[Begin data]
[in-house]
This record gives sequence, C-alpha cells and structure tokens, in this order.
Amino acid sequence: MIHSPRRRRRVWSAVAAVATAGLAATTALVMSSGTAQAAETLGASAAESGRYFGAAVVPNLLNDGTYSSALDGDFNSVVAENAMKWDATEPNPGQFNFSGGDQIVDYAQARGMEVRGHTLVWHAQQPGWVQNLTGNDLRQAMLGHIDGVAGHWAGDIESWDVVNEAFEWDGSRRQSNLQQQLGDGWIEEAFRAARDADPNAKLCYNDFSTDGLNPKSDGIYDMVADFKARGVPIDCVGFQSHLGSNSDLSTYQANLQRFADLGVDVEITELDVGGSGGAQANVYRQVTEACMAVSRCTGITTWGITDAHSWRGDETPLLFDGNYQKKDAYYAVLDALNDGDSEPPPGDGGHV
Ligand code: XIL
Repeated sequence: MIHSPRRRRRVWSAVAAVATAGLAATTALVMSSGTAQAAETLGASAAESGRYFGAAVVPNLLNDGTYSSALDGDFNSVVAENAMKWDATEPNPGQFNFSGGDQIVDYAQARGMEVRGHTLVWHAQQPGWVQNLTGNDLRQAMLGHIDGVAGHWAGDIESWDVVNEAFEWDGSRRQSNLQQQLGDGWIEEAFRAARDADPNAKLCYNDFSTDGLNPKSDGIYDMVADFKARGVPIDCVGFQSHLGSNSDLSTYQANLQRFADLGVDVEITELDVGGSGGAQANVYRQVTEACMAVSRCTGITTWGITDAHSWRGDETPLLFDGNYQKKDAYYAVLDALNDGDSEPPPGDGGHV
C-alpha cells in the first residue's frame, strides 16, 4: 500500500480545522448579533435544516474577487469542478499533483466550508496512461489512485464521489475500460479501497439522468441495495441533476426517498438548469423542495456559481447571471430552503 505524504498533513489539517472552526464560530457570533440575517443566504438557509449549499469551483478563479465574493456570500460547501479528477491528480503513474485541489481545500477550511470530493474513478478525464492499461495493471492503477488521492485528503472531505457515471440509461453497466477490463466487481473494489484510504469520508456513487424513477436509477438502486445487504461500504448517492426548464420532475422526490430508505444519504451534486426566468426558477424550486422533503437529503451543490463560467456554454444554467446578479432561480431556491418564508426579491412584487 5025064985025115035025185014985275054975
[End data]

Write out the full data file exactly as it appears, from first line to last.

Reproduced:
[in-house]
This record gives sequence, C-alpha cells and structure tokens, in this order.
Amino acid sequence: MIHSPRRRRRVWSAVAAVATAGLAATTALVMSSGTAQAAETLGASAAESGRYFGAAVVPNLLNDGTYSSALDGDFNSVVAENAMKWDATEPNPGQFNFSGGDQIVDYAQARGMEVRGHTLVWHAQQPGWVQNLTGNDLRQAMLGHIDGVAGHWAGDIESWDVVNEAFEWDGSRRQSNLQQQLGDGWIEEAFRAARDADPNAKLCYNDFSTDGLNPKSDGIYDMVADFKARGVPIDCVGFQSHLGSNSDLSTYQANLQRFADLGVDVEITELDVGGSGGAQANVYRQVTEACMAVSRCTGITTWGITDAHSWRGDETPLLFDGNYQKKDAYYAVLDALNDGDSEPPPGDGGHV
Ligand code: XIL
Repeated sequence: MIHSPRRRRRVWSAVAAVATAGLAATTALVMSSGTAQAAETLGASAAESGRYFGAAVVPNLLNDGTYSSALDGDFNSVVAENAMKWDATEPNPGQFNFSGGDQIVDYAQARGMEVRGHTLVWHAQQPGWVQNLTGNDLRQAMLGHIDGVAGHWAGDIESWDVVNEAFEWDGSRRQSNLQQQLGDGWIEEAFRAARDADPNAKLCYNDFSTDGLNPKSDGIYDMVADFKARGVPIDCVGFQSHLGSNSDLSTYQANLQRFADLGVDVEITELDVGGSGGAQANVYRQVTEACMAVSRCTGITTWGITDAHSWRGDETPLLFDGNYQKKDAYYAVLDALNDGDSEPPPGDGGHV
C-alpha cells in the first residue's frame, strides 16, 4: 500500500480545522448579533435544516474577487469542478499533483466550508496512461489512485464521489475500460479501497439522468441495495441533476426517498438548469423542495456559481447571471430552503 505524504498533513489539517472552526464560530457570533440575517443566504438557509449549499469551483478563479465574493456570500460547501479528477491528480503513474485541489481545500477550511470530493474513478478525464492499461495493471492503477488521492485528503472531505457515471440509461453497466477490463466487481473494489484510504469520508456513487424513477436509477438502486445487504461500504448517492426548464420532475422526490430508505444519504451534486426566468426558477424550486422533503437529503451543490463560467456554454444554467446578479432561480431556491418564508426579491412584487 5025064985025115035025185014985275054975